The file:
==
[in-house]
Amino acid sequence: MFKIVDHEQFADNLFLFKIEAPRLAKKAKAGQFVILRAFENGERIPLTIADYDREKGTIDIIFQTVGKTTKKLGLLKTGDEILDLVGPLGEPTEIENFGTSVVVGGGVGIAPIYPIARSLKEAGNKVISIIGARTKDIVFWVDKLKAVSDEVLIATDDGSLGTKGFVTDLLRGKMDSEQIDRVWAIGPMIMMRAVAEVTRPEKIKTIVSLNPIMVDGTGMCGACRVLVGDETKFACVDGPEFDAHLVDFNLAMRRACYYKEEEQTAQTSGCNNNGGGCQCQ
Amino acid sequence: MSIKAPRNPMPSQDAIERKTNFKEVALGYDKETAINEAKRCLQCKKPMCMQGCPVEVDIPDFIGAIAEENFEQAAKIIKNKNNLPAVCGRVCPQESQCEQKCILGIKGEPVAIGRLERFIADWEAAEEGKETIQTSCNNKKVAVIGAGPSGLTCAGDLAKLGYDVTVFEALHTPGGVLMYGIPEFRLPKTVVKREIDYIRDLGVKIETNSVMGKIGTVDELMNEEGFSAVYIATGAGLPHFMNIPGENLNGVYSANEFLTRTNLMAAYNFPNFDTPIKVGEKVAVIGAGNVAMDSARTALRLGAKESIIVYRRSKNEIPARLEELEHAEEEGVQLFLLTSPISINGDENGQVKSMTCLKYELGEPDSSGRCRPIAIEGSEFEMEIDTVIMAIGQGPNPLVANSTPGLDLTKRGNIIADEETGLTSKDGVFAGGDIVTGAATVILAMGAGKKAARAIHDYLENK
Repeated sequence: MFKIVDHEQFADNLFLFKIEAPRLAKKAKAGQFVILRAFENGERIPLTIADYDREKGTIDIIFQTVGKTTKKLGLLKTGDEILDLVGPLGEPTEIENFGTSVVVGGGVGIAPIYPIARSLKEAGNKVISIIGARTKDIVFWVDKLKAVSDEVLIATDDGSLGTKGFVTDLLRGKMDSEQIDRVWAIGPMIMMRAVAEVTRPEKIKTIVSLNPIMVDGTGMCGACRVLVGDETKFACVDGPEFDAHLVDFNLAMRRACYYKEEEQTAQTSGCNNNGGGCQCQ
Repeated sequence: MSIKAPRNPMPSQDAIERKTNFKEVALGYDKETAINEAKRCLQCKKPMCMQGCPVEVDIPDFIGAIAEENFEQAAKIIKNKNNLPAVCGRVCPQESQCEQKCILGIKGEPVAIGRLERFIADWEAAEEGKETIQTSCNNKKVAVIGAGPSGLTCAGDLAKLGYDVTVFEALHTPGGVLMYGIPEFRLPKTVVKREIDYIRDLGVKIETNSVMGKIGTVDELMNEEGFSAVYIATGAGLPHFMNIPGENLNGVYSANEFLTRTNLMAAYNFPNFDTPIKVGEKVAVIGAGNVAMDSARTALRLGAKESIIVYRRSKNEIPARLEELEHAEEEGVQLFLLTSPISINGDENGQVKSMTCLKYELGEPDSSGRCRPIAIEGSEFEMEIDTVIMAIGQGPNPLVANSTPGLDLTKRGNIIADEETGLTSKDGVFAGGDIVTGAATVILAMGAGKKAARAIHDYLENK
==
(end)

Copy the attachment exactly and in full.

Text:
[in-house]
Amino acid sequence: MFKIVDHEQFADNLFLFKIEAPRLAKKAKAGQFVILRAFENGERIPLTIADYDREKGTIDIIFQTVGKTTKKLGLLKTGDEILDLVGPLGEPTEIENFGTSVVVGGGVGIAPIYPIARSLKEAGNKVISIIGARTKDIVFWVDKLKAVSDEVLIATDDGSLGTKGFVTDLLRGKMDSEQIDRVWAIGPMIMMRAVAEVTRPEKIKTIVSLNPIMVDGTGMCGACRVLVGDETKFACVDGPEFDAHLVDFNLAMRRACYYKEEEQTAQTSGCNNNGGGCQCQ
Amino acid sequence: MSIKAPRNPMPSQDAIERKTNFKEVALGYDKETAINEAKRCLQCKKPMCMQGCPVEVDIPDFIGAIAEENFEQAAKIIKNKNNLPAVCGRVCPQESQCEQKCILGIKGEPVAIGRLERFIADWEAAEEGKETIQTSCNNKKVAVIGAGPSGLTCAGDLAKLGYDVTVFEALHTPGGVLMYGIPEFRLPKTVVKREIDYIRDLGVKIETNSVMGKIGTVDELMNEEGFSAVYIATGAGLPHFMNIPGENLNGVYSANEFLTRTNLMAAYNFPNFDTPIKVGEKVAVIGAGNVAMDSARTALRLGAKESIIVYRRSKNEIPARLEELEHAEEEGVQLFLLTSPISINGDENGQVKSMTCLKYELGEPDSSGRCRPIAIEGSEFEMEIDTVIMAIGQGPNPLVANSTPGLDLTKRGNIIADEETGLTSKDGVFAGGDIVTGAATVILAMGAGKKAARAIHDYLENK
Repeated sequence: MFKIVDHEQFADNLFLFKIEAPRLAKKAKAGQFVILRAFENGERIPLTIADYDREKGTIDIIFQTVGKTTKKLGLLKTGDEILDLVGPLGEPTEIENFGTSVVVGGGVGIAPIYPIARSLKEAGNKVISIIGARTKDIVFWVDKLKAVSDEVLIATDDGSLGTKGFVTDLLRGKMDSEQIDRVWAIGPMIMMRAVAEVTRPEKIKTIVSLNPIMVDGTGMCGACRVLVGDETKFACVDGPEFDAHLVDFNLAMRRACYYKEEEQTAQTSGCNNNGGGCQCQ
Repeated sequence: MSIKAPRNPMPSQDAIERKTNFKEVALGYDKETAINEAKRCLQCKKPMCMQGCPVEVDIPDFIGAIAEENFEQAAKIIKNKNNLPAVCGRVCPQESQCEQKCILGIKGEPVAIGRLERFIADWEAAEEGKETIQTSCNNKKVAVIGAGPSGLTCAGDLAKLGYDVTVFEALHTPGGVLMYGIPEFRLPKTVVKREIDYIRDLGVKIETNSVMGKIGTVDELMNEEGFSAVYIATGAGLPHFMNIPGENLNGVYSANEFLTRTNLMAAYNFPNFDTPIKVGEKVAVIGAGNVAMDSARTALRLGAKESIIVYRRSKNEIPARLEELEHAEEEGVQLFLLTSPISINGDENGQVKSMTCLKYELGEPDSSGRCRPIAIEGSEFEMEIDTVIMAIGQGPNPLVANSTPGLDLTKRGNIIADEETGLTSKDGVFAGGDIVTGAATVILAMGAGKKAARAIHDYLENK